Ping says it’s her goal to introduce more people to Malaysian cuisine – she has ambitions to bring out a cook book and open a Malaysian style café – and I truly hope she achieves this. As someone who has family who hails from this part of the world, I can honestly say that Malaysian food is one of my most favourites. It’s just a shame most people don’t really know about it. The main that Ping created for the finals – nasi lemak – is the dish I always choose when I go to my fave Malaysian restaurant. There are many different variations of this dish but it basically consists of coconut rice with a variety of different side dishes. I always say that the restaurant I often frequent serves the best nasi lemak ever, and their version contains coconut rice; a spicy squid sambal; crispy fried chicken wings; deep fried anchovies and peanuts; a cucumber salad and a fried egg. This would most definitely be my last meal!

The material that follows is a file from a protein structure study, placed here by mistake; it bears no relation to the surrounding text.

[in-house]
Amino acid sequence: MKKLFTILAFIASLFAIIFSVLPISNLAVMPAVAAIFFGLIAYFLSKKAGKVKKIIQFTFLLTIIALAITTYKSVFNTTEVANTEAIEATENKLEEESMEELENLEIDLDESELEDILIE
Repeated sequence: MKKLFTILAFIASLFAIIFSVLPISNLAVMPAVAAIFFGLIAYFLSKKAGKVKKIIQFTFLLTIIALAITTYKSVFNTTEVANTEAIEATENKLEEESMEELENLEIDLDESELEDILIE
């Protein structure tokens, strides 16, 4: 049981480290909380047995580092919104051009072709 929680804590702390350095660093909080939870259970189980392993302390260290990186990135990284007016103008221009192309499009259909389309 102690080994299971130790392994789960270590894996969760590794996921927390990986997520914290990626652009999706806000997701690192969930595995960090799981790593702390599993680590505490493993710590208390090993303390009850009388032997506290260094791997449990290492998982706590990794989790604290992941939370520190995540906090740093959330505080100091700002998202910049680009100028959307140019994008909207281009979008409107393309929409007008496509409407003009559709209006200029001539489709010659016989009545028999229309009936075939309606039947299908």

I’m so passionate about this dish that I’ve included a recipe for anyone who might want to attempt it. But be warned – it might be addictive!
I’m disappointed that this series of Masterchef has come to an end and I have to wait for another year. This has been an amazing series and I cannot wait for the next one to begin. Mr. D on the other hand, can’t wait for Masterchef USA to begin it’s fifth season as he much prefers that to our home-grown version. I like both of them and appreciate each of them for what they are but I’ve noticed that if you’re more interested in food than contestants’ dramas, then Masterchef UK it is. And of course we have the delightful John and Greg!
So congrats to Jack and Luke for doing so well to get to the finals. They seem like really cool guys who have a real passion for food and I’m sure this won’t be the last we hear of them. And of course congrats to Ping. I just hope she hurries up and opens that café. Nasi lemak, mee goreng, chilli crab… bring it on!
•Oil, for deep frying
•Cucumber slices, for garnish
•Sambal chilli (recipe above)